In the UK while 27% of all adults currently use an ad-blocker, an additional 20% have considered using an ad blocker in the past and an additional 16% are considering using one in the future.

That’s 63% of all UK adults that are using or considering using an ad blocker.  With over 500m downloads of ad blockers worldwide this is, as Ben Williams from Adblock plus told me, “perhaps the biggest vote of no confidence in history [2]”.

But recent research by the IAB (‘Who blocks ads, why and how to win them back’) suggested ad blocker uptake is levelling off. Could we have reached peak ad-blocking?


Our recent survey, conducted by Toluna ,  found that 72% of all UK adults are worried or very worried about the amount of information that is being collected on their web behaviour. [3]

Their concerns are systemic, installing an ad blocker is only a tactical solution. Ad blockers are not just a reaction to poor quality ads. 40% of UK adults are using ad blockers to keep themselves safe from malware and 12% are using them to control their data usage (a much bigger concern in a mobile first nation like India). So even if new installations of ad blockers in the UK has plateaued, the underlying problems have not.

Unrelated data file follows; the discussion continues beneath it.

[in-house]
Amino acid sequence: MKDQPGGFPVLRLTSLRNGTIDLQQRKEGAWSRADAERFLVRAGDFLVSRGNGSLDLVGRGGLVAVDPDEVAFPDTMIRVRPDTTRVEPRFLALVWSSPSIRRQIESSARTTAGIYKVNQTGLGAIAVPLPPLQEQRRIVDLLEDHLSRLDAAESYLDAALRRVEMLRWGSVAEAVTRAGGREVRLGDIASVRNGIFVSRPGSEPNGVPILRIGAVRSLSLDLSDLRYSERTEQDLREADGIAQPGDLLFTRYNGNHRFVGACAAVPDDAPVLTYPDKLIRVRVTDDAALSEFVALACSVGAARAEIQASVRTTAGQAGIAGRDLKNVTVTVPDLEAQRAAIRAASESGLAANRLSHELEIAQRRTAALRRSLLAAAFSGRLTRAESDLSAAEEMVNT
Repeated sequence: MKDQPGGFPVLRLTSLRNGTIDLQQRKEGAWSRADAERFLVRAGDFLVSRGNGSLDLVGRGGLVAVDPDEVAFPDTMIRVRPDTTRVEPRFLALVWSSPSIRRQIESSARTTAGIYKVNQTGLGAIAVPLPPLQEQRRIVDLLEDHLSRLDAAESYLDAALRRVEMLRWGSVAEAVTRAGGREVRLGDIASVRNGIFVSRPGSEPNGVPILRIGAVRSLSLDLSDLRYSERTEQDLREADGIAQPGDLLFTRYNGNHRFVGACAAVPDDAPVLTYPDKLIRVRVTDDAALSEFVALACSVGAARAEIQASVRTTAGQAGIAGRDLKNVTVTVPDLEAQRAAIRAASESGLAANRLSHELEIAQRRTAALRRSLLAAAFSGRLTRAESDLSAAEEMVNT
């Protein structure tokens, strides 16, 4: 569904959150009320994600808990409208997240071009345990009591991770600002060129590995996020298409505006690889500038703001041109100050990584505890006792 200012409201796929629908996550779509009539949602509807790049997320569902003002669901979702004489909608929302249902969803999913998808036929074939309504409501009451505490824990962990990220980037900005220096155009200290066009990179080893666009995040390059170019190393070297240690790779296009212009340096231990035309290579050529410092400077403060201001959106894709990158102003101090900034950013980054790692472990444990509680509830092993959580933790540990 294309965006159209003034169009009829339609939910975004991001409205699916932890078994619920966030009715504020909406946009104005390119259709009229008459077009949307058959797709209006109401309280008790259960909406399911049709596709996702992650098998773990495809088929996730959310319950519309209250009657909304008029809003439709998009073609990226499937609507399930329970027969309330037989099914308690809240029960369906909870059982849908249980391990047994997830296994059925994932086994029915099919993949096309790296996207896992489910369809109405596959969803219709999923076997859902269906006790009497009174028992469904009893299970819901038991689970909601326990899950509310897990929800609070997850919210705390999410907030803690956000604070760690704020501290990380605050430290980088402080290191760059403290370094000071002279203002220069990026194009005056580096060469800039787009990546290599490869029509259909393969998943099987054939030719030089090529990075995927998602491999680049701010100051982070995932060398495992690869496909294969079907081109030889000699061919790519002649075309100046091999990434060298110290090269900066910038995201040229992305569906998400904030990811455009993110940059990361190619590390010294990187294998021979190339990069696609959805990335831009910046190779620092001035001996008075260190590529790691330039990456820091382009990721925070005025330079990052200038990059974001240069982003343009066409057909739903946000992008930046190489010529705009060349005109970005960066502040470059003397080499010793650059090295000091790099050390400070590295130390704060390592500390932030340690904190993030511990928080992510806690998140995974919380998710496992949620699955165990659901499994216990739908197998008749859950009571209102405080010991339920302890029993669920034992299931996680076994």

So what have advertisers been doing to respond? So far, even by their own admissions they have not been doing enough. The IAB has championed the case for making better ads and has set up an alliance to empower their L.E.A.N. and D.E.A.L. principles [4].

But as one delegate at a recent IAB conference put it, “Frankly, we’re going to continue to use the ads that are most effective at generating revenue, even if they irritate the consumers. We’re all accountable to our C-suite for generating revenue”.

As an advertiser, I understand the pressure they’re under to hit lead targets. A click through rate of 1% is seen as “good”, but ignores the experience of the other 99%! Advertisers are aware of the problem, but haven’t fully understood the reasons behind it and consequently haven’t started to take proper action.

Are there currently too many ads? It depends what sort of site you’re visiting. Whilst 53% of all adults believe there are too many ads, there’s a big difference between someone who tends to visit news and business information sites, and millennials who are watching a lot more video, visiting forums and gaming.

The fact that two thirds of millennials are using ad blockers is partly due to them visiting sites that show more intrusive advertising, but mostly due to them having a different view of the world.